RAIL passengers faced more cancellations today on the main route between Leeds and London.
Operator Virgin East Coast blamed a broken down train for several afternoon cancellations in both directions,
The problems follow widespread delays and cancellations on Monday, blamed on three broken-down trains and a signals failure at Doncaster.
Meanwhile, Virgin’s West Coast service was named the least punctual rail company in the country, with just under three-quarters (73.6%) of their trains arriving within five minutes of their scheduled time, according to new statistics.
The figure is more than a fifth lower than the best performing rail operator Merseyrail, with 95.6% of its trains arriving within five minutes.
The statistics, published today by the Office of Rail and Road, look at the punctuality of trains across Britain between April 2014 and March 2015.
Virgin West Coast Trains also had the highest numbers of trains reported arriving “significantly late”, meaning delays of between 30 and 119 minutes, a figure of 2.7%.
The only train operating company recording no services arriving later than 30 minutes was Merseyrail.
Southern had the highest proportion of cancelled services across the year, almost one in 20 trains (4.6%), while c2c had the lowest proportion, just 1.2%.
South West Trains had the worst record for dealing with complaints, answering just under half (48.5%) within the industry target of 20 working days, while Southeastern was the only company to reach the target for all complaints.
Southern had the lowest complaints rate, receiving 9.5 for every 100,000 passenger journeys.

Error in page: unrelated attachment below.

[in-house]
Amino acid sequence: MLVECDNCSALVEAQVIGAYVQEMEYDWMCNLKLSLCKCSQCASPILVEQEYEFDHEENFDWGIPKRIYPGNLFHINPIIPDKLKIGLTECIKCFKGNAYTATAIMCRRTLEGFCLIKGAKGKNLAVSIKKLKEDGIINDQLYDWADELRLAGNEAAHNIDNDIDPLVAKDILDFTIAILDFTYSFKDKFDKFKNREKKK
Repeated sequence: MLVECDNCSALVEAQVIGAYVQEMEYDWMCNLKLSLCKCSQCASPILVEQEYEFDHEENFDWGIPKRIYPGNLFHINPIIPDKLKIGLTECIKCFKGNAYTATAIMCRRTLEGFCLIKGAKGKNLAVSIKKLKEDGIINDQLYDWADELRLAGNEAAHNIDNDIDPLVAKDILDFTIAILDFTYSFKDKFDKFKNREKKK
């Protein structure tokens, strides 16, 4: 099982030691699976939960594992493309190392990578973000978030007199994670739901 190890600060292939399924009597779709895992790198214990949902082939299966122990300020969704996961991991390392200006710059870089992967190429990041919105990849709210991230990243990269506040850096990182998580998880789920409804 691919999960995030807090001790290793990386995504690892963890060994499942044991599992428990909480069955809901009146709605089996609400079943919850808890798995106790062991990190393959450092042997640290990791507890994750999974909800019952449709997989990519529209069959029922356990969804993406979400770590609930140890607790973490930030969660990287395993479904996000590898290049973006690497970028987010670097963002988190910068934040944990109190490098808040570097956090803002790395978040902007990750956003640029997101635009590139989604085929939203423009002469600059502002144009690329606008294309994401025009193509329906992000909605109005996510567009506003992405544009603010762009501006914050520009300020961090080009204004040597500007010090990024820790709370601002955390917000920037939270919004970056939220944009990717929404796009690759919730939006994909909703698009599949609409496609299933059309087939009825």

Virgin West Coast Trains had the highest rate, receiving 227.9 per 100,000 journeys.
Comparable figures on complaints were released for all operating companies except Grand Central Trains.
Grand Central showed the most improved punctuality year-on-year, with a 12.5% increase in the number of trains arriving within five minutes of schedule.
First Transpennine Express performed worst on this measure, showing a 6.1% decrease in trains arriving within five minutes.
The punctuality targets for 2014/2015 set by The Office of Rail and Road expect regional rail companies to ensure an average of 91.0% of their train arrive within five minutes of their scheduled time, or within ten minutes for long distance rail companies.
The target for England and Wales, which narrowly changes depending on the rail operator, will gradually increase over the next few years to an average of 92.5% by 2018/2019.
Meanwhile, the target for cancellations and significant lateness has been set as 2.2%.
A spokesman for Transport Focus said: “The Office of Rail and Road’s figures confirm what many passengers already experience - running punctual and reliable trains remains too patchy.
“This is unacceptable for passengers and it is essential that train companies and Network Rail step up efforts to stop problems happening in the first place and fix things quickly when problems do occur.
“Punctuality remains one of the top priorities for improvement - as rated by passengers. Although it may be of little comfort, it is worth remembering that delays of over 30 minutes entitle passengers to compensation.”
Manuel Cortes, leader of the TSSA rail union, said: “These figures underline the folly of the franchise system which means passengers are always picking up the bill for the most expensive network in Europe.
“Virgin has been the least punctual service in the UK for the past year but it still gets rewarded for failure by being awarded the contract to run East Coast as well.
“Our private railways would not be out of place in Alice In Wonderland.”
A spokesman for the Rail Delivery Group, representing train operators and Network Rail, said: “We are committed to improving punctuality on a much busier network. We know that we can always do better to deliver the timetable passengers expect.
“Every part of the rail industry is working hard to cut delays, to improve how we communicate with passengers when things go wrong and to deliver the other improvements which the travelling public deserve.”